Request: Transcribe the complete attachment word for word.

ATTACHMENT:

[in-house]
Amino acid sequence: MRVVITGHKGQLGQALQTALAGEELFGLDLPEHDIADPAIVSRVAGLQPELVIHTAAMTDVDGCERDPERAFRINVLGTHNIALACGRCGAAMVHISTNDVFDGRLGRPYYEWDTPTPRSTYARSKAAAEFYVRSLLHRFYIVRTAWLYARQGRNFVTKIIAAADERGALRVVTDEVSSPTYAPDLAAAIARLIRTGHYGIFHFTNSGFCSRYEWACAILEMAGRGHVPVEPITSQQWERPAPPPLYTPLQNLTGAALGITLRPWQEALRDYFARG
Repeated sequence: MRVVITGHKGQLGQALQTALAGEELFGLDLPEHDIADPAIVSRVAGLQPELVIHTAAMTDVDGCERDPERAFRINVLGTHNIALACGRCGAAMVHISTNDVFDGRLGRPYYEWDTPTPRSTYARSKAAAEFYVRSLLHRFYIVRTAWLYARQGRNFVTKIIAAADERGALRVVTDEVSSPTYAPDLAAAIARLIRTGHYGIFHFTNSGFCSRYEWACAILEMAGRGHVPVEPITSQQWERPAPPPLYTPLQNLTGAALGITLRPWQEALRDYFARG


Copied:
[in-house]
Amino acid sequence: MRVVITGHKGQLGQALQTALAGEELFGLDLPEHDIADPAIVSRVAGLQPELVIHTAAMTDVDGCERDPERAFRINVLGTHNIALACGRCGAAMVHISTNDVFDGRLGRPYYEWDTPTPRSTYARSKAAAEFYVRSLLHRFYIVRTAWLYARQGRNFVTKIIAAADERGALRVVTDEVSSPTYAPDLAAAIARLIRTGHYGIFHFTNSGFCSRYEWACAILEMAGRGHVPVEPITSQQWERPAPPPLYTPLQNLTGAALGITLRPWQEALRDYFARG
Repeated sequence: MRVVITGHKGQLGQALQTALAGEELFGLDLPEHDIADPAIVSRVAGLQPELVIHTAAMTDVDGCERDPERAFRINVLGTHNIALACGRCGAAMVHISTNDVFDGRLGRPYYEWDTPTPRSTYARSKAAAEFYVRSLLHRFYIVRTAWLYARQGRNFVTKIIAAADERGALRVVTDEVSSPTYAPDLAAAIARLIRTGHYGIFHFTNSGFCSRYEWACAILEMAGRGHVPVEPITSQQWERPAPPPLYTPLQNLTGAALGITLRPWQEALRDYFARG